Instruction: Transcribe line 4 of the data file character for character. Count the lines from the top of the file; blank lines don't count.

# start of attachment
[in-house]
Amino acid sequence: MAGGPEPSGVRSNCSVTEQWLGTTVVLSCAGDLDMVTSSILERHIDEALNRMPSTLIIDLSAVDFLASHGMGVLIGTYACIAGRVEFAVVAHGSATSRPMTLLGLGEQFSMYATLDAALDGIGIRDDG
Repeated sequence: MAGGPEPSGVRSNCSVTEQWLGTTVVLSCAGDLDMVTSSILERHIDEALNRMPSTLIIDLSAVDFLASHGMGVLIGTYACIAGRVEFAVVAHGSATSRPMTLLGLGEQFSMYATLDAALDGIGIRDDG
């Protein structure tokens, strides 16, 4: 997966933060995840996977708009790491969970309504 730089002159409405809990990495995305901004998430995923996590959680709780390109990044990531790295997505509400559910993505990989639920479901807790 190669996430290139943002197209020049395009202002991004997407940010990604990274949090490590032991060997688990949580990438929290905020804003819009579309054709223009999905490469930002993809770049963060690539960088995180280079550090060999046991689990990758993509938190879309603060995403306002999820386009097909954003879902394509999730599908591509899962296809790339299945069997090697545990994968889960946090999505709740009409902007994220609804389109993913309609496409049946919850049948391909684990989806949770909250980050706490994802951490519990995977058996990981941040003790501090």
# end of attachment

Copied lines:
């Protein structure tokens, strides 16, 4: 997966933060995840996977708009790491969970309504 730089002159409405809990990495995305901004998430995923996590959680709780390109990044990531790295997505509400559910993505990989639920479901807790 190669996430290139943002197209020049395009202002991004997407940010990604990274949090490590032991060997688990949580990438929290905020804003819009579309054709223009999905490469930002993809770049963060690539960088995180280079550090060999046991689990990758993509938190879309603060995403306002999820386009097909954003879902394509999730599908591509899962296809790339299945069997090697545990994968889960946090999505709740009409902007994220609804389109993913309609496409049946919850049948391909684990989806949770909250980050706490994802951490519990995977058996990981941040003790501090």